Sure, maybe your parents don’t need any help with their PC and your kids are better at technology than you are. But many geeks are called upon to be responsible for a relative’s PC — often after it breaks.

If you’re responsible for someone else’s PC, these tips will help you lock it down and secure it as much as possible. These tips aren’t for business PCs, just ones you may be responsible for in your personal life.

Set Up Limited User Accounts

Give the computer’s users limited user accounts — or “standard” user accounts — to help limit the damage they can do. With a limited user account, users won’t be able to install software or change system settings without entering an administrator password. You can keep the administrator password for yourself so on one can install software or change system settings without your permission. Or, you could give the computer’s users the administrator password and tell them to only use it when they actually need to install safe software –in this is obviously more risky.

A standard user account won’t shield users from all malware. A user could still download malware and run it, infecting their own user account. However, the malware shouldn’t be able to infect the entire system.

Enable Remote Access

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Many of us have gotten phone calls from relatives if their computer breaks or they have a question. Set up remote access software ahead of time and you’ll be able to remotely access the computer’s desktop from your own PC. If you get that phone call, you can check the PC’s desktop immediately instead of trying to understand what’s going on over the phone. You can also use this software to check in on the PC from time to time and do any necessary maintenance.

We recommend TeamViewer for this. Set up unattended access in TeamViewer and you’ll be able to access the PC from anywhere. TeamViewer is free for personal use.

Secure The Computer

Ensure the computer has security software installed. If you’re using Windows 7, you’ll have to install an antivirus. Windows 8 comes with Microsoft’s antivirus installed, but you may still prefer another antivirus with a higher detection rate to protect less-knowledgeable users.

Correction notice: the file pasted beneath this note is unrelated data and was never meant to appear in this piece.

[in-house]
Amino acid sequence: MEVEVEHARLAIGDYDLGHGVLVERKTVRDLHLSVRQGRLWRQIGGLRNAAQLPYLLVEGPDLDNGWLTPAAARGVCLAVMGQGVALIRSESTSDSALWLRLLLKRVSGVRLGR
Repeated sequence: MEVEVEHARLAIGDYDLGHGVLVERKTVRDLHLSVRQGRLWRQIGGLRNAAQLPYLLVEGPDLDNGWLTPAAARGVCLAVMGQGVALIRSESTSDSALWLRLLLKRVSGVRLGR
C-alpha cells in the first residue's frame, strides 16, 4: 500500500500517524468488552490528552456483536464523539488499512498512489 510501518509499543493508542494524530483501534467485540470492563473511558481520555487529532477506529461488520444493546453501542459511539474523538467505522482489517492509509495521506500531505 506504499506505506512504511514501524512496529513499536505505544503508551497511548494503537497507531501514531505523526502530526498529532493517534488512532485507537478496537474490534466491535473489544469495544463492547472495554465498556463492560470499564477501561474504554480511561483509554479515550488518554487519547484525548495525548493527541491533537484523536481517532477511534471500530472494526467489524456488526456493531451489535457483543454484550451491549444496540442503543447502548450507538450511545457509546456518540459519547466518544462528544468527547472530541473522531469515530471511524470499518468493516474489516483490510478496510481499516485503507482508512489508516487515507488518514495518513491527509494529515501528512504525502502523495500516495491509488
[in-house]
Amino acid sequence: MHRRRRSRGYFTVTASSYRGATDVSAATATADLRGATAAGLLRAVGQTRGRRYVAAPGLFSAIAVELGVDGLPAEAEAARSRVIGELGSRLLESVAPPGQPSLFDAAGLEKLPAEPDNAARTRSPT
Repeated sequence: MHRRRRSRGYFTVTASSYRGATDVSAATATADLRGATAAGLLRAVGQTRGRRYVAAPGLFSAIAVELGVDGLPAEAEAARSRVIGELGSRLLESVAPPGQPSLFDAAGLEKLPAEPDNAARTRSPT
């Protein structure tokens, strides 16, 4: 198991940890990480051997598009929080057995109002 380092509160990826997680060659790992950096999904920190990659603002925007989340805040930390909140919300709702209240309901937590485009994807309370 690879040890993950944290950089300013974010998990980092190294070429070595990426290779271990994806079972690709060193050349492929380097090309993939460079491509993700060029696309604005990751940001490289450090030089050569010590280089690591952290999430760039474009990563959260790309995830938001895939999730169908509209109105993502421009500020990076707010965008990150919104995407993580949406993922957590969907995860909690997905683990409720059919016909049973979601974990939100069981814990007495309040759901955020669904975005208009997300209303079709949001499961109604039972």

You should also configure the computer’s other software to automatically update. Have Windows itself, any web browsers, and especially browser plug-ins automatically install updates. If there’s a way to have a program automatically update, configure it to do so so the computer always has the latest software.

Uninstall vulnerable software, too. Most people don’t need Java, so you’ll want to uninstall the insecure Java browser plug-in to secure the computer as much as possible.

Activate Parental Controls

RELATED: How to Monitor and Control Your Children's Computer Usage on Windows 8

If you’re setting up a computer for younger children, you may also want to set up parental controls. Windows 8 has built-in parental controls, known as Family Safety. This feature allows you to filter websites, limit computer time, restrict access to specific apps and games, and view information about computer usage. You can view and tweak all these details from Microsoft’s Family Safety website, even when you’re away from the computer.

On Windows 7, you can install the Family Safety software included with Microsoft’s free Windows Essentials or use third-party parental control tools.

Provide Good Advice

RELATED: Basic Computer Security: How to Protect Yourself from Viruses, Hackers, and Thieves

There’s nothing you can do to lock down a computer completely. Even a user with a limited user account could still end up downloading and running malware that would infect their user account. Even if antivirus software worked perfectly, a user might fall for a phishing scam and send their credit card details, passwords, and other personal information over the Internet.

Be sure to lay out some of the best security practices for using a computer. Knowing the basics might help prevent someone from falling for a phishing scam or accidentally running malware in the future.

Just because you’re  a geek who knows his or her stuff doesn’t mean you need to be responsible for all your relatives’ PCs, of course. If you have a relative whose PC keeps becoming infected, you may want to try nudging them towards a Chromebook or a similar simple device that isn’t as vulnerable to malware.

Profile Photo for Chris Hoffman Chris Hoffman
Chris Hoffman is Editor-in-Chief of How-To Geek. He's written about technology for over a decade and was a PCWorld columnist for two years. Chris has written for The New York Times and Reader's Digest, been interviewed as a technology expert on TV stations like Miami's NBC 6, and had his work covered by news outlets like the BBC. Since 2011, Chris has written over 2,000 articles that have been read more than one billion times---and that's just here at How-To Geek.
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